Low-income retail workers are set to face a “perfect storm” this April with universal credit’s value depressing as taxes and energy bills rise, the Trades Union Congress (TUC) has warned.
According to TUC analysis, the number of workers on Universal Credit (UC) has risen by 130% or 1.3 million since the beginning of the Covid-19 pandemic.
The statistic means one in 14 (7.2%) of working adults claim UC, in part due to Covid-related financial hardship and the cost-of-living crisis.
The news comes as the Living Wage Foundation revealed in December that 42% of supermarket workers earn below the living wage and that not a single UK supermarket was an accredited living wage employer.
Additionally, inflation has hit a three-decade high with Tesco’s chairman warning the “worst is yet to come” with its products facing a potential 5% hike.
Currently, the basic value of UC is lower than the start of the pandemic as the government has failed to keep up with inflation.
The TUC has estimated the value of UC has decreased by £12 a month in real terms when measured against CPI inflation and £21 a month when measured against RPI inflation – compared to February 2020.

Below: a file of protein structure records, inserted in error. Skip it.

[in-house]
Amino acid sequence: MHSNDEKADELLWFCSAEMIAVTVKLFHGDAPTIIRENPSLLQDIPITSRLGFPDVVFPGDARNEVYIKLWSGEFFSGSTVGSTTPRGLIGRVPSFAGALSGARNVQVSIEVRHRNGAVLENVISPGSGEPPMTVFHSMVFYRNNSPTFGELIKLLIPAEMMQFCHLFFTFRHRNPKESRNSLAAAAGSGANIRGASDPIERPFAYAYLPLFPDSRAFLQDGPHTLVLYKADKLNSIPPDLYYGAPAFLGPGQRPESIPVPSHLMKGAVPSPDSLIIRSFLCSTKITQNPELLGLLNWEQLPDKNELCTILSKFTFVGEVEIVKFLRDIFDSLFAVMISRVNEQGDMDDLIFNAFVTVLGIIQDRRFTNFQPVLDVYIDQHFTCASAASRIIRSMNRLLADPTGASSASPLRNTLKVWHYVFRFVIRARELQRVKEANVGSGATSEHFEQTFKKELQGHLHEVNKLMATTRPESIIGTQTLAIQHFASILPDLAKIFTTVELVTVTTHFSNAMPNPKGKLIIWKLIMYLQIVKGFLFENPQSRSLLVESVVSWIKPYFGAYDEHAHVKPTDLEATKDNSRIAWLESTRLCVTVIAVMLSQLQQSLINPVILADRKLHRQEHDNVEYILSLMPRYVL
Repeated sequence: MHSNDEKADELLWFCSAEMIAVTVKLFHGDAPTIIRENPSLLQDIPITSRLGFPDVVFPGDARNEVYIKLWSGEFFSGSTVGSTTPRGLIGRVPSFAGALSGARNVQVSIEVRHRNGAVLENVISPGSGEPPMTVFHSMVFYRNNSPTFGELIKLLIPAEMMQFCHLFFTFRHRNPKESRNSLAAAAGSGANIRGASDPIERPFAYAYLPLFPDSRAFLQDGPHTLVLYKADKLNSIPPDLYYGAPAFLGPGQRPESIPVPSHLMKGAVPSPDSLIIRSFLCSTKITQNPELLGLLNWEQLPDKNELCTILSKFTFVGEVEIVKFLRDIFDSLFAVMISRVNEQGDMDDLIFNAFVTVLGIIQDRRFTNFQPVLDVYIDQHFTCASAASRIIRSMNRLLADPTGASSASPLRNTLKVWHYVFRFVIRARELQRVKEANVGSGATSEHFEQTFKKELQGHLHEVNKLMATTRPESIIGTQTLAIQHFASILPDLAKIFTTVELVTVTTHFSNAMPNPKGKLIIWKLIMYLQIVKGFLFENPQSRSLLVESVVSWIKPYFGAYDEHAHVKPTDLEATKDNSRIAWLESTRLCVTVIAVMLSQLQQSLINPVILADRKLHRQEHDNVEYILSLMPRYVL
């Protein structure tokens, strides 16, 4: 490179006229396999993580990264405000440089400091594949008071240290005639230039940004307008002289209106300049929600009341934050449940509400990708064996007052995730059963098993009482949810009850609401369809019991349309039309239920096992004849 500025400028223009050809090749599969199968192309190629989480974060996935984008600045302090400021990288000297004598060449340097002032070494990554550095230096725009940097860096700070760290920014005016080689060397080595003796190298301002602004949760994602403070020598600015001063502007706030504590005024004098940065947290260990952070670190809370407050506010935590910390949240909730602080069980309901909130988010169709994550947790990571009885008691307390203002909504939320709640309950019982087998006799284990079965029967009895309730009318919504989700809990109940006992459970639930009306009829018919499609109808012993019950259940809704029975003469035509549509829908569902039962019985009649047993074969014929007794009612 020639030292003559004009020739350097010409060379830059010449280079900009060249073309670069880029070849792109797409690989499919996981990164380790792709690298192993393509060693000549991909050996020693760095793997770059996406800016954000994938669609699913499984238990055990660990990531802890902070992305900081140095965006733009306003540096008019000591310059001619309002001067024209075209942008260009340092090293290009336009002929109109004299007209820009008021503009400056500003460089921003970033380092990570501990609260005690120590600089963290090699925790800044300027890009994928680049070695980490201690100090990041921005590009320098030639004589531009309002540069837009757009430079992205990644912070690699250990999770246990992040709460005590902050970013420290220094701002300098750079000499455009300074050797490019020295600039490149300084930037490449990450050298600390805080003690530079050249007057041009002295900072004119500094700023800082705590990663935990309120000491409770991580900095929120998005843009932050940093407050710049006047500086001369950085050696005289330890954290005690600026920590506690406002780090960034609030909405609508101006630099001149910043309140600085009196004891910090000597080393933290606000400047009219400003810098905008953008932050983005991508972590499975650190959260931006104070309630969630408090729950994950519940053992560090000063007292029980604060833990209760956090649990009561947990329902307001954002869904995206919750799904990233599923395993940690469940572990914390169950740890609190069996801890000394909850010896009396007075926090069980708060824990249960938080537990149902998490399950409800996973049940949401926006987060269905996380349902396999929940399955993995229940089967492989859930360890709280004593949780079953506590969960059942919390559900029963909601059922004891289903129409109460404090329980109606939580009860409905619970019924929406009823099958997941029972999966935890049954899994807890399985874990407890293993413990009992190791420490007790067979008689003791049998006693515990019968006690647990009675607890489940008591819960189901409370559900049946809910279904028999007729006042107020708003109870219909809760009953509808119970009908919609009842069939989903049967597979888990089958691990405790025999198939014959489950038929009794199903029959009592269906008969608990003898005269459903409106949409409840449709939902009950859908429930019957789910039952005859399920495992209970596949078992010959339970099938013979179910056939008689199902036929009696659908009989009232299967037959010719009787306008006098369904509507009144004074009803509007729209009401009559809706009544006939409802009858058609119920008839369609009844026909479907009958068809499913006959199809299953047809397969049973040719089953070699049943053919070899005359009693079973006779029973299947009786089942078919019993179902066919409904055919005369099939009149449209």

“The government must do far more to help struggling families get through the tough times ahead. The support package announced by the Chancellor last week is woefully inadequate,” TUC General Secretary Frances O’Grady said.
“Universal credit urgently needs boosting and we need further action to reduce fuel costs for those battling to make ends meet.”
The TUC has warned that parents of children, disabled workers, key workers and non-white workers are more likely to struggle to make ends meet.
Around 18% of families with young children, 21 % of disabled workers and 14% of key workers said they’ll struggle to afford basics in the next six months.
Additionally, 14% of non-white workers said they’ll struggle to afford basics compared to 11% of white workers.
The TUC has urged to government to raise UC to at least 80% of the real Living Wage and to boost minimum wage to £10 an hour to help ease the upcoming “storm”.